I have been in Vienna, the capital city of the last Holy Roman emperor, learning German this summer. The legacy of the Kaisers, a transliteration of the title Caesar into German, is everywhere. I’m sure if Gaius Julius knew that his personal title would be last used by the descendants of that morally corrupt people he fought [see STh. I-II Q. 94 A. 4], he would be rolling over in his grave. That may be a bit difficult, however, for, like all good pagans, Julius Caesar’s remains were consumed by fire. Nonetheless, reflecting Julius’ continuing influence, perhaps the longest-lasting legacy of the Holy Roman Kaisers’ power is that Austria continues to exist as an independent state and has not been swallowed up into Germany.
Hofburg, the home of the Habsburgs from 1279 to 1918, is so large that today it houses multiple museums, the Austrian National Library, and the offices of the Austrian president, while preserving the living quarters of the last two kaisers and one of their wives. Their summer palace, Schloss Schönbrunn, built away from the center of city in the 17th century, is just as impressive.
The family’s piety has left a mark on the city, from the massive art collection that contains innumerable sacred works to the churches they endowed. One of the rooms in Hofburg displays a large painting of the Blessed Sacrament, and Franz Joseph’s bedroom has the prie-dieu where he began his day.
It can be peculiar for Americans, used to forests and new construction, to be surrounded by centuries-old buildings. Perhaps it’s even a little intimidating to live in a convent that has it origins in the 13th century attached to a church built in 1630.
But the dates that stand out above the rest are decidedly from the 20th century. One hundred years ago, the Austro-Hungarian government was preparing the last draft of the so-called July ultimatum. On July 22, 1914, the Germans received an advance copy, and on July 23, 1914, the ten demands were delivered to the Kingdom of Serbia. The first mechanised war was officially declared five days later on July 28th.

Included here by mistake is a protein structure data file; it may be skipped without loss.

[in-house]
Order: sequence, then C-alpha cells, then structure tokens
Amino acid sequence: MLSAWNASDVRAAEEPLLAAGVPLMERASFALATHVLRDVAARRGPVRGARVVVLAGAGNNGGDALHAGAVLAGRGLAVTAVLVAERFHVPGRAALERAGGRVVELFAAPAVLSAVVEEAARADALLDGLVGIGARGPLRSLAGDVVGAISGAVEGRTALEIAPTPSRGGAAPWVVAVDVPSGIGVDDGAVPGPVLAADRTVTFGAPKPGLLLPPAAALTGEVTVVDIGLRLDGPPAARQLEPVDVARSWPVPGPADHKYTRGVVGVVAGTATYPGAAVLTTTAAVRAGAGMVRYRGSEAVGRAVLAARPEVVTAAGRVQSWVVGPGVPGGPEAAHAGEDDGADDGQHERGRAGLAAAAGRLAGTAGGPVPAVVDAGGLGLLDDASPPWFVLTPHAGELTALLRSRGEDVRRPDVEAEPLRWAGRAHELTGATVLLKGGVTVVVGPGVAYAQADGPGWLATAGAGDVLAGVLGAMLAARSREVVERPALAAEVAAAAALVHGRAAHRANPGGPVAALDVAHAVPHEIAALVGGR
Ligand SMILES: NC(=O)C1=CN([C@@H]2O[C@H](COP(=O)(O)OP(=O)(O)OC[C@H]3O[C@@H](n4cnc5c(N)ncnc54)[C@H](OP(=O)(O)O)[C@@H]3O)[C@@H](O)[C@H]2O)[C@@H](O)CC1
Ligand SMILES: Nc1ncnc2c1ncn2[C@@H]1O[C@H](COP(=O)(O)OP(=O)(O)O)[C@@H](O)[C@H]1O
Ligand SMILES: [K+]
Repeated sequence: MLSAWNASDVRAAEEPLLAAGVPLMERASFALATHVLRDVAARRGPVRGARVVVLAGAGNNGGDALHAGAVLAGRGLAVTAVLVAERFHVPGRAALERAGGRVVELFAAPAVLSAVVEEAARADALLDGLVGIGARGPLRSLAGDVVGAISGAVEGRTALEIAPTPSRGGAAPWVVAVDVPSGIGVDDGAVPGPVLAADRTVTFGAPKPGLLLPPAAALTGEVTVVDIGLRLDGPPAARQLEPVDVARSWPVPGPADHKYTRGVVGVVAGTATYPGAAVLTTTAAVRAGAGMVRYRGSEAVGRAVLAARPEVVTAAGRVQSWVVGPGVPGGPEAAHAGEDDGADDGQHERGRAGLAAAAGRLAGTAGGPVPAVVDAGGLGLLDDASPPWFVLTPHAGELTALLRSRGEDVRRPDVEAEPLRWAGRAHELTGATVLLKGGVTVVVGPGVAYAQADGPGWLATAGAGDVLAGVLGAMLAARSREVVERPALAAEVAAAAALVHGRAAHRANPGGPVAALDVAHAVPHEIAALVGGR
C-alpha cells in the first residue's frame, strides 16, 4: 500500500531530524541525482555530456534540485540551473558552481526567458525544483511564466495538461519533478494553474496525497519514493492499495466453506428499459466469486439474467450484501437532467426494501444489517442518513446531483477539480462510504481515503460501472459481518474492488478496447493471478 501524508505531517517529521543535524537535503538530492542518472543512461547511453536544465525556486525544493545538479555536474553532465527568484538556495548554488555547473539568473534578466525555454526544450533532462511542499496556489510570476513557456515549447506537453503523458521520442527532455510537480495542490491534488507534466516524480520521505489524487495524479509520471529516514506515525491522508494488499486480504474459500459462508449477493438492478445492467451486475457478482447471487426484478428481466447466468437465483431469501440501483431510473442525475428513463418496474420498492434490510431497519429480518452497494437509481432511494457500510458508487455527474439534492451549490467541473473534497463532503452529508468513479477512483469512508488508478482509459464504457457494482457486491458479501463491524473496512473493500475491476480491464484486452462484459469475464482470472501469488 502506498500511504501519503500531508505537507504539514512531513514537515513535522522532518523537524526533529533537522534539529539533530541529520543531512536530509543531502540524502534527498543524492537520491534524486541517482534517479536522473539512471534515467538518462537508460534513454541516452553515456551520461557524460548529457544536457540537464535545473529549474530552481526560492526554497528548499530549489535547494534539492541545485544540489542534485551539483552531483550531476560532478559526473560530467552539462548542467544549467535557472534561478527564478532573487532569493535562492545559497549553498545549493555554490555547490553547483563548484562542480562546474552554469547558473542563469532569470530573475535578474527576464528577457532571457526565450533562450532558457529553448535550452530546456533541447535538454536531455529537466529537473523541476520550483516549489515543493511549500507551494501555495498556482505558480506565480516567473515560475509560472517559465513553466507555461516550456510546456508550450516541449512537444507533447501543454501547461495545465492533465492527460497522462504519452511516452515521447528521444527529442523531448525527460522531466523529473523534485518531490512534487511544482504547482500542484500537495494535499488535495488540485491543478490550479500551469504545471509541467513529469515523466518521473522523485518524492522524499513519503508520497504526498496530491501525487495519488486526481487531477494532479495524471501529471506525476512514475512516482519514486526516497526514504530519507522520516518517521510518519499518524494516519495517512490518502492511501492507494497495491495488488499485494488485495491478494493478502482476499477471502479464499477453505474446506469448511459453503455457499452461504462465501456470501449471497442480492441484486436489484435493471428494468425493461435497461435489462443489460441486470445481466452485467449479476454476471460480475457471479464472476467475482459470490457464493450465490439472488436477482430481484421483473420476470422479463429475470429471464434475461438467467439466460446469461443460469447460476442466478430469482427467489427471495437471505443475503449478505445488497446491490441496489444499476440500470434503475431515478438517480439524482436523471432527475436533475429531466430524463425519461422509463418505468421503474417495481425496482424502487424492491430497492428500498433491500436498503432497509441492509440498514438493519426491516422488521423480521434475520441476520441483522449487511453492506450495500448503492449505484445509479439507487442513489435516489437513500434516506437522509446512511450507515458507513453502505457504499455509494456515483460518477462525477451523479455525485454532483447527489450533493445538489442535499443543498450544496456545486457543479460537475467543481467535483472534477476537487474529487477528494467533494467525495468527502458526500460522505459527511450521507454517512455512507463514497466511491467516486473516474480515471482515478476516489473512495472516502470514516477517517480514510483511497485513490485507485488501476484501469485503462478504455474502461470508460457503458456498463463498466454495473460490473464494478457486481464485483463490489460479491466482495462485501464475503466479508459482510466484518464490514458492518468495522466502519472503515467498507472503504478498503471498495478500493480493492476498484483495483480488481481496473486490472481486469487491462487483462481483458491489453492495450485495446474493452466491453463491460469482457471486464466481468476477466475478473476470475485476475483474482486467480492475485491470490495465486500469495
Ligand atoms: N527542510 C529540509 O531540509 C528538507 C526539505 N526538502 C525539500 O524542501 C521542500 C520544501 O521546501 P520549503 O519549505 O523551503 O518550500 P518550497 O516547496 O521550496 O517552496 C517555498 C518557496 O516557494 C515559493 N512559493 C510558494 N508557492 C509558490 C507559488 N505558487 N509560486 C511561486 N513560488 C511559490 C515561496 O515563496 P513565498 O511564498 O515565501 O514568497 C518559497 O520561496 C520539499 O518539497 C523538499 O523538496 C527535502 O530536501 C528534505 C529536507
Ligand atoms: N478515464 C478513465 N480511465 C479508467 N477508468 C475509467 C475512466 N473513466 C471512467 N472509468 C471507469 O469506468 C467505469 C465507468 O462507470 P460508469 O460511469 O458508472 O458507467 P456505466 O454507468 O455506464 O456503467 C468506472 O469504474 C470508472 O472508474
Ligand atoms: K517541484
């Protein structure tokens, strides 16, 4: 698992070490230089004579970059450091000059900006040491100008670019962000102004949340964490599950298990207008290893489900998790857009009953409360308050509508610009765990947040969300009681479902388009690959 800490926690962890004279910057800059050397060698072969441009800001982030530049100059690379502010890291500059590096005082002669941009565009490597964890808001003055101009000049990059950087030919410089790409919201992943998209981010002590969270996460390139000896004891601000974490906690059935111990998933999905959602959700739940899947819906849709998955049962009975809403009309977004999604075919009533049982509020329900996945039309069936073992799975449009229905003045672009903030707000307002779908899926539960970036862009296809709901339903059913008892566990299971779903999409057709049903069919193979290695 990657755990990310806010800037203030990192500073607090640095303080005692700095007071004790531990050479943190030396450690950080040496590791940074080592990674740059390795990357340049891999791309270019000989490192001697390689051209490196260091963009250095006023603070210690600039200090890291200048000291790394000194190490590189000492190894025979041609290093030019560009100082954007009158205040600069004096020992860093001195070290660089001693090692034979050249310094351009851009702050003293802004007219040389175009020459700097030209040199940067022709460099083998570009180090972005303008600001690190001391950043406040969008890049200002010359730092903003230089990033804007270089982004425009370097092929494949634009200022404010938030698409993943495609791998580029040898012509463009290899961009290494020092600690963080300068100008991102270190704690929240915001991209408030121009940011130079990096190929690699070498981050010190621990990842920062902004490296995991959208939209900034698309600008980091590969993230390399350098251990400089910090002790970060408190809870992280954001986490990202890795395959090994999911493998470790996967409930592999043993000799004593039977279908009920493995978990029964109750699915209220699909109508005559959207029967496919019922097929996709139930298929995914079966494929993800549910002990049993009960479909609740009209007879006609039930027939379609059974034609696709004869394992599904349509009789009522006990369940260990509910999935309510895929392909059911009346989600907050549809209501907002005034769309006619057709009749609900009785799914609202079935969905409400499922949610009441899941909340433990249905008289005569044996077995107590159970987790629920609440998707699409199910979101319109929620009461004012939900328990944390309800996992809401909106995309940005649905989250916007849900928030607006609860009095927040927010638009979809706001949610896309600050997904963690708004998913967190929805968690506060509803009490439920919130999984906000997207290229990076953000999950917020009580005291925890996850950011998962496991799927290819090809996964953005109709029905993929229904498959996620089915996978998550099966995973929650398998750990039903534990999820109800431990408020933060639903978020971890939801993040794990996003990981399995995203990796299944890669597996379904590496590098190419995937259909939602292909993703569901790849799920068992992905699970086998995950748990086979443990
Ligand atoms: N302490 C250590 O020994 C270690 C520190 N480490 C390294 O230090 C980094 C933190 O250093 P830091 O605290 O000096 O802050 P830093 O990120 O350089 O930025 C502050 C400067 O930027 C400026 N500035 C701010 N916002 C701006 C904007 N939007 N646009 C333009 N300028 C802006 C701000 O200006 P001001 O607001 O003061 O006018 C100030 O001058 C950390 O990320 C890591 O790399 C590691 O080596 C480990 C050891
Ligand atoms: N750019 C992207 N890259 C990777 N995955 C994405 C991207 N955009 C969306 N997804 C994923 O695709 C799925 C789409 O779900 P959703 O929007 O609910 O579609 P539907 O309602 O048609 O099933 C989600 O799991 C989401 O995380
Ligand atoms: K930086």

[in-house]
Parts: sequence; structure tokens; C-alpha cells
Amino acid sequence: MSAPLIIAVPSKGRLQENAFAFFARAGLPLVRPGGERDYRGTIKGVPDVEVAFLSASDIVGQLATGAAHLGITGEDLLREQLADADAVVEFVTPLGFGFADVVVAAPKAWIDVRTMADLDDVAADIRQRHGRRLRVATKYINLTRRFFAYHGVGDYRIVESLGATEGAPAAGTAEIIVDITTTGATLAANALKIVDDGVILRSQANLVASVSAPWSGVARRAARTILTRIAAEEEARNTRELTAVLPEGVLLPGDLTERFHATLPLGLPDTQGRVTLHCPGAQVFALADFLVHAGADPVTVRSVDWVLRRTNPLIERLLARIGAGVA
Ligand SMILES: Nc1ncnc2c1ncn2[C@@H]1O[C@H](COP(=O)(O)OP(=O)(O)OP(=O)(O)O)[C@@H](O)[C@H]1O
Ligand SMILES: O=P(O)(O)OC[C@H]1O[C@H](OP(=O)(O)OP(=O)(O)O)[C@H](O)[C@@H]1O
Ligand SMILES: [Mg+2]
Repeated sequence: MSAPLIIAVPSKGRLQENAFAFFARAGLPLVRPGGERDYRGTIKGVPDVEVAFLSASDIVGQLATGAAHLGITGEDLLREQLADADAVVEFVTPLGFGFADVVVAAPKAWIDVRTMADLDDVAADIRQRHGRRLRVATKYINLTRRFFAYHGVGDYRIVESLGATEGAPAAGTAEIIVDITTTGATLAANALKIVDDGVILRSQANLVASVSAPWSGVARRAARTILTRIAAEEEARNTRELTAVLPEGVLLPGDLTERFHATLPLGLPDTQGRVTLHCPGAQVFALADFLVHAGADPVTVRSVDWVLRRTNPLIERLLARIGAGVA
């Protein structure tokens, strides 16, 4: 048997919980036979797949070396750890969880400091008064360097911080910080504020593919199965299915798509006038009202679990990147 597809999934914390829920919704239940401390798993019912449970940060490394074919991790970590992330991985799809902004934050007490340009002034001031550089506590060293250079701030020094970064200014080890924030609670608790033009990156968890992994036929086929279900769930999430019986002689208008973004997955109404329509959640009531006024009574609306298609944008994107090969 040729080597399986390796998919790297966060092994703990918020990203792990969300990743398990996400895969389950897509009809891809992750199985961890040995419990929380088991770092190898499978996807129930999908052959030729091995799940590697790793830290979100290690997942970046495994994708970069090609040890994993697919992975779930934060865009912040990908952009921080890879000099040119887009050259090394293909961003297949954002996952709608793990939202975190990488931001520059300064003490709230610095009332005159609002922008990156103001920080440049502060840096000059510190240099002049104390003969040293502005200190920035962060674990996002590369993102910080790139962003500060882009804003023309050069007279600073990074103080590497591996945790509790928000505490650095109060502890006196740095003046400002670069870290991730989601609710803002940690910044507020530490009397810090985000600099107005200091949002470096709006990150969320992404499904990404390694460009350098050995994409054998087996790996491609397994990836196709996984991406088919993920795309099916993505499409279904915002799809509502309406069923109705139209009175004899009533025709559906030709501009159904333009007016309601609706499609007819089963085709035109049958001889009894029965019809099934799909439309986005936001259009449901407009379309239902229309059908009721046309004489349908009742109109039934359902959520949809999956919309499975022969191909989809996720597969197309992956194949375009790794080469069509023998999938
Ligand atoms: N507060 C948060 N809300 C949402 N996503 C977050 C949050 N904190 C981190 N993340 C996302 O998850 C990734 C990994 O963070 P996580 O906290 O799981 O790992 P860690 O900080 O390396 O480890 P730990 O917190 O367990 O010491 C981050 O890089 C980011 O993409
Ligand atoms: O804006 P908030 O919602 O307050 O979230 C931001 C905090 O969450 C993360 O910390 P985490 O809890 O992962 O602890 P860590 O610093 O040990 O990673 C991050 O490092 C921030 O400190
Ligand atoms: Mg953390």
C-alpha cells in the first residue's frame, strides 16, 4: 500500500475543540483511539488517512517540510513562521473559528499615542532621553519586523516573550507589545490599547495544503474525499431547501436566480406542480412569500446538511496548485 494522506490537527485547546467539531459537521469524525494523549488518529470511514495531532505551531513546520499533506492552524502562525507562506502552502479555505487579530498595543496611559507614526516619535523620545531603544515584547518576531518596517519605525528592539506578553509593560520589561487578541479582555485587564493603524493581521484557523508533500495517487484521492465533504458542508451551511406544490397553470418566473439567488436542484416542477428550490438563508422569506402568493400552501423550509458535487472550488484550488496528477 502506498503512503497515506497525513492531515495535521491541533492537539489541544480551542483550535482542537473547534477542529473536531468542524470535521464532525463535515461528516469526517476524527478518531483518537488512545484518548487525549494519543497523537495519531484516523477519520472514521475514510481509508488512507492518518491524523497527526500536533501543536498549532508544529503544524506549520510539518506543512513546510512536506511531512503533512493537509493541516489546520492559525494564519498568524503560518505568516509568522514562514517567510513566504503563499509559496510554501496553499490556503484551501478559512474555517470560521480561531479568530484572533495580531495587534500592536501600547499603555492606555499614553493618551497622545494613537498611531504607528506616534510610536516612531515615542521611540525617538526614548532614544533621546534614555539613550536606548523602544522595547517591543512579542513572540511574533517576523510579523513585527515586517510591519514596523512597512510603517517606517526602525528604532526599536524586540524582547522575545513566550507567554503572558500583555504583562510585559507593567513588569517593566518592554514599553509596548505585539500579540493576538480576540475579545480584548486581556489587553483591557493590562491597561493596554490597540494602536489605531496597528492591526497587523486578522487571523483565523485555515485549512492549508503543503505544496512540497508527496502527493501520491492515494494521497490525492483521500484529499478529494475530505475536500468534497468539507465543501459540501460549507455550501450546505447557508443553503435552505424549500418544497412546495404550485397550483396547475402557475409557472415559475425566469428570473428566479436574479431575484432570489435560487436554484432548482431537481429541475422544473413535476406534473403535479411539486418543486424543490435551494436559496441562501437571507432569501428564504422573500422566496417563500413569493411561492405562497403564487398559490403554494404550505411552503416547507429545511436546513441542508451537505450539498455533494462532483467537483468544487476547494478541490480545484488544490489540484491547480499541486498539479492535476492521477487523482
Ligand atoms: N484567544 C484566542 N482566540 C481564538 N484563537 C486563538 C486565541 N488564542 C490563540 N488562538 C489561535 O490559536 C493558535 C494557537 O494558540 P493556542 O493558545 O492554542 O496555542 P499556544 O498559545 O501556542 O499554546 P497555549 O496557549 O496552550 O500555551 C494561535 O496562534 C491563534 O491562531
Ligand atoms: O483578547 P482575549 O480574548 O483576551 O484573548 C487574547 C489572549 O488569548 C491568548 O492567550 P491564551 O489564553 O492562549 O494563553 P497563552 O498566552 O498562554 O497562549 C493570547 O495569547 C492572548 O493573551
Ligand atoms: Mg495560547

The latest scientific and technological advances would be put to use for killing. The tank made its deadly wartime premiere, while poison gas, the machine gun, and the airplane were put to ghastlier use than had been achieved up to that point.
While it had been imagined beforehand that the new war machinery would make things quick and decisive, it led to an intransigent horror. The bloodbath toppled the regimes of the last three Caesars (the Austrian and German Kaisers and the Russian Czar), and is the reason why common foreigners like me can poke around the Habsburgs’ massive art collection, peer into the now primitive-looking bathrooms they used, and stroll around their private gardens for a few Euro.
While Americans tend to think more of the Second World War, the Great War of 1914–1918 shows better the reality of Christ’s promise that “all who take the sword will perish by the sword” (Matthew 26:52). In one fearsome, bloody conflict, ancient dynasties were toppled. Kingdoms that had done all in their power to project strength collapsed.
The promise of technology and human might is always shorter-lived than we think. This is why the Psalmist warns us not to put our trust in princes (Psalm 146:3). Ultimately, we can only trust in a kingdom that is not of this world — the Kingdom of God. We can’t trust that rulers, however strong and powerful, will always be there, but we can always count on God’s strength.
While the houses of the Kaisers have become museums, libraries, and offices, the Catholic churches found on every corner of the Innenstadt retain their original function. Mass is still celebrated everyday above the Imperial Crypt. God’s kingdom lives on. Perhaps that understanding is why the friendly Austrian people still greet you on the street with „grüß Gott“: literally “May God greet you” or “God bless you.”
Image: Mihael Grmek, Austrian National Library 01